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Buying Glasses Online. Is it worth the risk?

5 min read
18 Jan 2016

Anyone with a pair of prescription spectacles knows they don’t necessarily come cheap. After you’ve obtained a prescription from an optometrist, you still need to purchase frames, lenses, and you may additionally need lens treatments, tints, polarisation and multifocals. Before you know it, you could have accumulated $500-$700 worth of eyewear expenses.

So, if you’re visually challenged and not so enthusiastic about investing that much money, could buying online equal big savings for you?

The Australian specs’ market is estimated to be worth $860 million a year, servicing a good proportion of the 12 million Aussies who have chronic vision problems. It’s estimated that 100,000 people visit an optometrist every week, and they perform 75% of all eye care. So, it makes sense that as you enter a private optometrist you will be confronted with rows of eyewear for sale. It’s estimated that 135,000 pairs of glasses are sold every week in Australia; selling you eyewear after your check-up is big business.

There is a large variation in the cost of glasses, from $100 for a basic prescription to over $700 for a designer pair with multifocal lenses, tints and other additions.  If your eye prescription has been the same for years you may already have a trusted pair, but if your prescription keeps changing you may feel the pinch for new glasses every year or so, but does it have to be this way? Online glasses retailers are undercutting most of the bigger glasses brands on price, so what are the advantages and risks of buying online, and where do you start?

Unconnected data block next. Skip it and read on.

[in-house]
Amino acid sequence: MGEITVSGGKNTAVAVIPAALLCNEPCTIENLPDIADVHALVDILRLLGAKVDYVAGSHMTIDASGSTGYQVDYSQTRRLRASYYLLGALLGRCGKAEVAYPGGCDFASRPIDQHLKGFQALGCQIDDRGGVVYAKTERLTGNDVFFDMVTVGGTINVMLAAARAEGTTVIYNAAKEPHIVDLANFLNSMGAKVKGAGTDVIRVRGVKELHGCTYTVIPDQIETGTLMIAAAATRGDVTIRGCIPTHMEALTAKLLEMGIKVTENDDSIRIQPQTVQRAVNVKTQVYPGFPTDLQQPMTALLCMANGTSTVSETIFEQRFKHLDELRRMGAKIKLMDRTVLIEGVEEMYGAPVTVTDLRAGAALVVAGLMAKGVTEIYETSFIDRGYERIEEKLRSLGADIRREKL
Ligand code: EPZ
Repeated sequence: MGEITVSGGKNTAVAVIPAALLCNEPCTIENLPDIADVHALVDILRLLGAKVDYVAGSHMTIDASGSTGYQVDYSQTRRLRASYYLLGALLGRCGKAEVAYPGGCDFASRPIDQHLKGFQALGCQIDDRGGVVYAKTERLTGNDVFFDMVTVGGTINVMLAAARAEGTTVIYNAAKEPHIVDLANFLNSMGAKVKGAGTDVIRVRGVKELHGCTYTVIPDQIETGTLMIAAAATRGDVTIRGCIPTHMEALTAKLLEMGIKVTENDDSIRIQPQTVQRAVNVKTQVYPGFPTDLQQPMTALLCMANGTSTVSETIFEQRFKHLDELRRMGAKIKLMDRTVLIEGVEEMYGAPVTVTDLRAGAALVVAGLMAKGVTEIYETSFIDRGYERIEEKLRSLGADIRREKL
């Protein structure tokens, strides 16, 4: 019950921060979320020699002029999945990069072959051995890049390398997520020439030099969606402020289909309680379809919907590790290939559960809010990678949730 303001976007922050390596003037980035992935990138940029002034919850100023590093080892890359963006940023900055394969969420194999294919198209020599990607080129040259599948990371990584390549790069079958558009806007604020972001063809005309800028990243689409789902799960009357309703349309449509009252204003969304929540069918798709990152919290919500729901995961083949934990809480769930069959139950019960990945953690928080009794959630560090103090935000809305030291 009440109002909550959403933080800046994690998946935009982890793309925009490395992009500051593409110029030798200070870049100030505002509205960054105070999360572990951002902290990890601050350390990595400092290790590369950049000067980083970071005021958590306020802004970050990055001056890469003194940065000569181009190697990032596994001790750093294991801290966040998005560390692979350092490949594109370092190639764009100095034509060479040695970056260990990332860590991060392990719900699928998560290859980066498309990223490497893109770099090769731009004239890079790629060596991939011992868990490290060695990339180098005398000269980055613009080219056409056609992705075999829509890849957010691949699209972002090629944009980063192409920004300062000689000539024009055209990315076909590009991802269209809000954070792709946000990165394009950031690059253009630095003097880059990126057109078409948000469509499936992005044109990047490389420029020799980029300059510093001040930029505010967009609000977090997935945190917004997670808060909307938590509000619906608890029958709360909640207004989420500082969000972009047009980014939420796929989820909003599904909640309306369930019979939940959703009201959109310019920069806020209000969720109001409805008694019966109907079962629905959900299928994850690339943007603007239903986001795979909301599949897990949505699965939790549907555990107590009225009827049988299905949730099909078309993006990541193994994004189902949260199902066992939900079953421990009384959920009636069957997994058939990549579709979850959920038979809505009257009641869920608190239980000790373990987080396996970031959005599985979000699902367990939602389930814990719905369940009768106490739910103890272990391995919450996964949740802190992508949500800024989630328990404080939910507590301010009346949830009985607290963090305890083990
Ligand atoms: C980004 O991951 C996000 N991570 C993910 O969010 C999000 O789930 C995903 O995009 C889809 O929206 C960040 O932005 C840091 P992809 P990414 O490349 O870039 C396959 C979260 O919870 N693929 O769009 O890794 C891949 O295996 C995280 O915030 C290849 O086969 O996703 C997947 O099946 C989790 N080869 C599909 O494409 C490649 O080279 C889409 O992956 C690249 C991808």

How to buy online

Buying glasses online is a relatively new market, but with glasses being light weight and easy to post, they are a good candidate for online retail. The most technical part is to understand your prescription, and a short Google search will reveal several great articles that will help in that regard. Our two tips are to ensure the PD measurements are clear, and that there is no confusion over the materials required.

It’s best to always read the fine print before you confirm a sale, and ensure a refund and return policy is offered. If you’re buying online from an Australian company you have the same rights as if you were buying in store as detailed here by the Australian Competition and Consumer Commission. However, if buying online from an overseas retailer you may have more practical difficulties exercising your rights, such as obtaining a refund. Therefore it’s a good idea to ensure the retailer has a solid reputation and consistently satisfies customers. Buying Australian can give you some additional security, but there are plenty of worldwide optics retailers who value their reputations such as Zenni Optical, Vision Direct, Clearly Contacts and GlassesOnline.

Choosing a frame can be difficult online as you can’t try it on straight away. Some websites offer a virtual way of trying frames, you just have to upload a picture and the glasses image appears on the screen as though you are wearing them. This can be a bit of fun, but it’s sometimes difficult to make decisions about the fit and comfort from these images alone.